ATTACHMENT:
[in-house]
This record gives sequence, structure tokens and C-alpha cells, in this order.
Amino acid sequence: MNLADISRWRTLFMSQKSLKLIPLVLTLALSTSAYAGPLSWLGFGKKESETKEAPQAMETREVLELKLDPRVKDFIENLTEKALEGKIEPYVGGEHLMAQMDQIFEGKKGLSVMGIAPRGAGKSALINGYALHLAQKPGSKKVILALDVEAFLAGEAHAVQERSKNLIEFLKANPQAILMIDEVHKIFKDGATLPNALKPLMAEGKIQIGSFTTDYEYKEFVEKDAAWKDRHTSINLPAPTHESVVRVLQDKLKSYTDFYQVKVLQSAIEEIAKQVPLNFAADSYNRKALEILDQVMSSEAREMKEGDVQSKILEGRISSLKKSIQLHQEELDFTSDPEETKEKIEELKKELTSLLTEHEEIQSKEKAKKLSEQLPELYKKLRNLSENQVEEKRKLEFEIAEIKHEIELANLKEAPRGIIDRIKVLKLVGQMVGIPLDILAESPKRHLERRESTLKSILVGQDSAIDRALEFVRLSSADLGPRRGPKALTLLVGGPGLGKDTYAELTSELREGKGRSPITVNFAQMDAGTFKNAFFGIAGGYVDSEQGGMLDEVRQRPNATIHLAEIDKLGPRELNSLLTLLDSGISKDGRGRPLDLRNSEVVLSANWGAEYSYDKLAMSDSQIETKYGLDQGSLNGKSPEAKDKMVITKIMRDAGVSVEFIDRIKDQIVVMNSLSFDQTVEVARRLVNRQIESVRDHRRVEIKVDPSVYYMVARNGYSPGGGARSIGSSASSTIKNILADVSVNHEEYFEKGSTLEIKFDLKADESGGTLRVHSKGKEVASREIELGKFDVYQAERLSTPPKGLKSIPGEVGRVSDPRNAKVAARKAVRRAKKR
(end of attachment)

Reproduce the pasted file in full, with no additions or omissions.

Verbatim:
[in-house]
This record gives sequence, structure tokens and C-alpha cells, in this order.
Amino acid sequence: MNLADISRWRTLFMSQKSLKLIPLVLTLALSTSAYAGPLSWLGFGKKESETKEAPQAMETREVLELKLDPRVKDFIENLTEKALEGKIEPYVGGEHLMAQMDQIFEGKKGLSVMGIAPRGAGKSALINGYALHLAQKPGSKKVILALDVEAFLAGEAHAVQERSKNLIEFLKANPQAILMIDEVHKIFKDGATLPNALKPLMAEGKIQIGSFTTDYEYKEFVEKDAAWKDRHTSINLPAPTHESVVRVLQDKLKSYTDFYQVKVLQSAIEEIAKQVPLNFAADSYNRKALEILDQVMSSEAREMKEGDVQSKILEGRISSLKKSIQLHQEELDFTSDPEETKEKIEELKKELTSLLTEHEEIQSKEKAKKLSEQLPELYKKLRNLSENQVEEKRKLEFEIAEIKHEIELANLKEAPRGIIDRIKVLKLVGQMVGIPLDILAESPKRHLERRESTLKSILVGQDSAIDRALEFVRLSSADLGPRRGPKALTLLVGGPGLGKDTYAELTSELREGKGRSPITVNFAQMDAGTFKNAFFGIAGGYVDSEQGGMLDEVRQRPNATIHLAEIDKLGPRELNSLLTLLDSGISKDGRGRPLDLRNSEVVLSANWGAEYSYDKLAMSDSQIETKYGLDQGSLNGKSPEAKDKMVITKIMRDAGVSVEFIDRIKDQIVVMNSLSFDQTVEVARRLVNRQIESVRDHRRVEIKVDPSVYYMVARNGYSPGGGARSIGSSASSTIKNILADVSVNHEEYFEKGSTLEIKFDLKADESGGTLRVHSKGKEVASREIELGKFDVYQAERLSTPPKGLKSIPGEVGRVSDPRNAKVAARKAVRRAKKR